Upcoming Netflix Spain Launch Brings Debate at San Sebastian Industry Panels

CTK via IƱaki Pardo

The streaming giant's scheduled Spain launch in October overshadows conversation of the changing business model.

Netflix’s upcoming launch in Spain hovered over industry debate Sunday at the 63rd San Sebastian International Film Festival as insiders grappled with how the streaming giant’s presence will change the game in Europe.

The newly added European Film Forum, backed by the European Commission’s MEDIA program, spent Sunday looking at audience-centric production, distrution, funding and exhibition.

George Schmalz gave impressive numbers of how creative project-funding platform Kickstarter predicted it will have raised $300 million for some 19,000 film projects by the end of the year and Sophie Kuno said Tugg — which crowdsources theatrical screenings — has organized more than 5,000 screenings and sold half a million tickets.

But as panels discussed funding and how to identify the audience, Nestor Hernandez, Original Production Manager of HBO Latin America, was clear that he expects the changing business model driven by digital content to eliminate some of the big players. He emphasized that he spoke on the panel as an industry expert and not as a representative of HBO.

“The formula isn’t just to make content, but to make content that the native digital audience wants to see,” Hernandez said. “So far, the ones that have adapted best to the digital world with their series are Netflix and Amazon.”

Hernandez also said HBO was prepping 10-minute, high-quality webseries that will differ from YouTube shorts because of the production value.

Across town at the Spanish producers' federation's FAPAE press conference, president Ramon Colom and FIAPF’s Benoit Ginisty spoke at length of how complicated it will be for local films to find distribution in the digital single market in Europe proposed by the EU.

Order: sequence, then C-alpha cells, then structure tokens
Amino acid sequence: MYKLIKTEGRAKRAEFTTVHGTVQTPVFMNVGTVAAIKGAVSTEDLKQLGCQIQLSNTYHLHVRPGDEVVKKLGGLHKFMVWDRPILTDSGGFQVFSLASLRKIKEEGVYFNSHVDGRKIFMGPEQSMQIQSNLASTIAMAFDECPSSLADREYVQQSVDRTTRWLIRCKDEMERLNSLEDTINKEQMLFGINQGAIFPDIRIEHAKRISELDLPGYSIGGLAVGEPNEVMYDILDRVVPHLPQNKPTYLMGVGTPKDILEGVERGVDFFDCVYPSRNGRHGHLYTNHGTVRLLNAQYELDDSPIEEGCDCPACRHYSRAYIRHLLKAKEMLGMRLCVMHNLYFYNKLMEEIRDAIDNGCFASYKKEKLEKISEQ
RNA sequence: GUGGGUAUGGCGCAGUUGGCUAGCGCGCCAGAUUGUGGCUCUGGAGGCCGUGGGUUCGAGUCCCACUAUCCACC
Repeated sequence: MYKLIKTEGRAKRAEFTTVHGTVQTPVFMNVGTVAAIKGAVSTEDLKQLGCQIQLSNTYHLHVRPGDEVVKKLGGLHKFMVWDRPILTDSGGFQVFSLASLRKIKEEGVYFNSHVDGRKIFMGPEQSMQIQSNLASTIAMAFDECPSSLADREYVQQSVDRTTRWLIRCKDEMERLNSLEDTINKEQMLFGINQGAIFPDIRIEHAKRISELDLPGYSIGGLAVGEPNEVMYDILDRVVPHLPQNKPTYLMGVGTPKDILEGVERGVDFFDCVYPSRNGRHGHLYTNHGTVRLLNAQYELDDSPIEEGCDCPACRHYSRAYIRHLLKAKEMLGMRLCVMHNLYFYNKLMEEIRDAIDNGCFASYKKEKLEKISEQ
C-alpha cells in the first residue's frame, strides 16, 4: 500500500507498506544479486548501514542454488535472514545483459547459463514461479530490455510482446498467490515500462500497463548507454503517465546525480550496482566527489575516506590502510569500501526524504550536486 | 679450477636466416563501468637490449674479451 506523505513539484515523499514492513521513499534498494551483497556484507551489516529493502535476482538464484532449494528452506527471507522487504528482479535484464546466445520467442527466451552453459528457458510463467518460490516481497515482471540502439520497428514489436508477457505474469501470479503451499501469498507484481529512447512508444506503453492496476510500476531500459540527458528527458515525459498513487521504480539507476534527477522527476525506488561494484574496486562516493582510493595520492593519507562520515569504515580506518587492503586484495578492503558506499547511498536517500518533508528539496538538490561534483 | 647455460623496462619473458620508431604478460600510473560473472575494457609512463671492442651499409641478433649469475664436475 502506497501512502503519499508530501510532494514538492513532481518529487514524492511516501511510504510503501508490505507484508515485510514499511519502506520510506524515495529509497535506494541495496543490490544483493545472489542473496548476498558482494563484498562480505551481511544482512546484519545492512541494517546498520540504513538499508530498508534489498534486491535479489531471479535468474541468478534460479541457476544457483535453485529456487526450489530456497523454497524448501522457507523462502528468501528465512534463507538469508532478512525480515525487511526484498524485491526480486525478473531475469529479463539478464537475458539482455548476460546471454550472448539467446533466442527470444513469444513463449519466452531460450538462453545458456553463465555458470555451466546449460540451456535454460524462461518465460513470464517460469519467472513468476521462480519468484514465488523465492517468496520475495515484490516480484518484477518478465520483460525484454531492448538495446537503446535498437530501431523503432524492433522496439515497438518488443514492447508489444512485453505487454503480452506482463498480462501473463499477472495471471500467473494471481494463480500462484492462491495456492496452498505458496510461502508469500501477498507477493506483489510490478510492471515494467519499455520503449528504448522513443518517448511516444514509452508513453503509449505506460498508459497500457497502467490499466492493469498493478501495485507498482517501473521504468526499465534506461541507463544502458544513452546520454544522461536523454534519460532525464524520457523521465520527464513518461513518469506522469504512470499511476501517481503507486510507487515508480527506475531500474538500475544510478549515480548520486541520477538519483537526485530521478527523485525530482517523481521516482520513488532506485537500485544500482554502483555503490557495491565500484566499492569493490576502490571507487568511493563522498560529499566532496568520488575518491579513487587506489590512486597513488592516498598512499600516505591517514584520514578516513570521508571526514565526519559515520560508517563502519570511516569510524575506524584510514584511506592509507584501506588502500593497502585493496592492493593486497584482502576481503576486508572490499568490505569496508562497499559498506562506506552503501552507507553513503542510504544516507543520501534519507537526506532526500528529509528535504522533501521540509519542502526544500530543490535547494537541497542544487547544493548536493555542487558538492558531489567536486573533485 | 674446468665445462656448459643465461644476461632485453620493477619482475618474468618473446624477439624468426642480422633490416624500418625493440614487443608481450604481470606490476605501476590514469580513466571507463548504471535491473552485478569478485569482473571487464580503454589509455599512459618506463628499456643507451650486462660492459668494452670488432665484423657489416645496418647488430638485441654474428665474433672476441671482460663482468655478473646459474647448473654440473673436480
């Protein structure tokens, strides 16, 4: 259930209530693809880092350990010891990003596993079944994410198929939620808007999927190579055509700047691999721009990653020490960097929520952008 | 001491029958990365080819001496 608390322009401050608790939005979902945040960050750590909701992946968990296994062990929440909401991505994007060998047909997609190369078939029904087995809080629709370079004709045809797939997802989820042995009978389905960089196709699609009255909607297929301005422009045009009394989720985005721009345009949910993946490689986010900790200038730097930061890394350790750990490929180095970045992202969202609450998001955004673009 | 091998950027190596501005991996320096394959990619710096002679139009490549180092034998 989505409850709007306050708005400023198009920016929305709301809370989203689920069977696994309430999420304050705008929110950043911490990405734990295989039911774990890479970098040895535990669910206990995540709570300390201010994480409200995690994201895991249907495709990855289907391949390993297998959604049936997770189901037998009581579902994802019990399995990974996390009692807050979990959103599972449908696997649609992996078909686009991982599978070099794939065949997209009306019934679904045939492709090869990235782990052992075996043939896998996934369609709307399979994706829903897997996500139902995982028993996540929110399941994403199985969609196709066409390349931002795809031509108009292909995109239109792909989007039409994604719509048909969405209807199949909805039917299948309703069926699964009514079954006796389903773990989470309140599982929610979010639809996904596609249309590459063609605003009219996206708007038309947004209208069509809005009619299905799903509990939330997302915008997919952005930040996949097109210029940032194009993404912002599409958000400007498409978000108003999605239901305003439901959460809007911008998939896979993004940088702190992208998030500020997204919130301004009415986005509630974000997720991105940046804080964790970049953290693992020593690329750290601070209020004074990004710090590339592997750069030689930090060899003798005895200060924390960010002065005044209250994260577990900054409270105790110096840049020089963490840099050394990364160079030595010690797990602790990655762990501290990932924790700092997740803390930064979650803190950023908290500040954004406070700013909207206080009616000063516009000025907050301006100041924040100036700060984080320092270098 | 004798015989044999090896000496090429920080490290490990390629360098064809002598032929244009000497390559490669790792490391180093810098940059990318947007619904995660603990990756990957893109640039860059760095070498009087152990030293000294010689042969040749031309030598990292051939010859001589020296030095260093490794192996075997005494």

“We believe our industry is very complex,” Ginisty said. “We want to be able to keep the right to be able to sell precise rights and invest in P&A, and preserve the freedom for local distributors to promote precisely in their respective territories — for example, using appropriate titles in each territory.”

The EU is looking to end territorial exclusivity — licensing to each of the 28 EU territories separately.

“We are terrified at what this will mean for distributing our films,” Colom said. “Who will be able to buy a lump of all the territories? Netflix. Amazon. Investment Funds. They are they only ones who can do it.”

Colom went on to convey that Netflix enters Spain next month in a bit of a loophole, with no legal requirement to buy Spanish cinema. Other Spanish broadcasters — like Telefonica, which offers the strongest VOD streaming service in Spain now — are required to invest 5 percent of revenue in Spanish production.

It’s unclear if Netflix intends to use San Sebastian as a platform to announce what would be its first acquisition of Spanish product.

Colom echoed alout what sales agents tend to whisper about. While Spanish films want globalization for distribution, it is getting harder for foreign-language films to cross borders for theatrical release.  

FAPAE announced Sunday that Spanish films accounted for 12 percent of the domestic box office as of Sept. 1, and that it expected market share to sit at 20 percent by year’s end.

Clearly the Spanish-speaking industry is looking to flesh out a new business model for distribution. To that end, Ibermedia TV — also new to the San Sebastian festival — has added a $25,000 prize for second-window, non-exclusive, free-to-air or digital distribution rights to the winner of the Films in Progress sidebar, which starts Monday.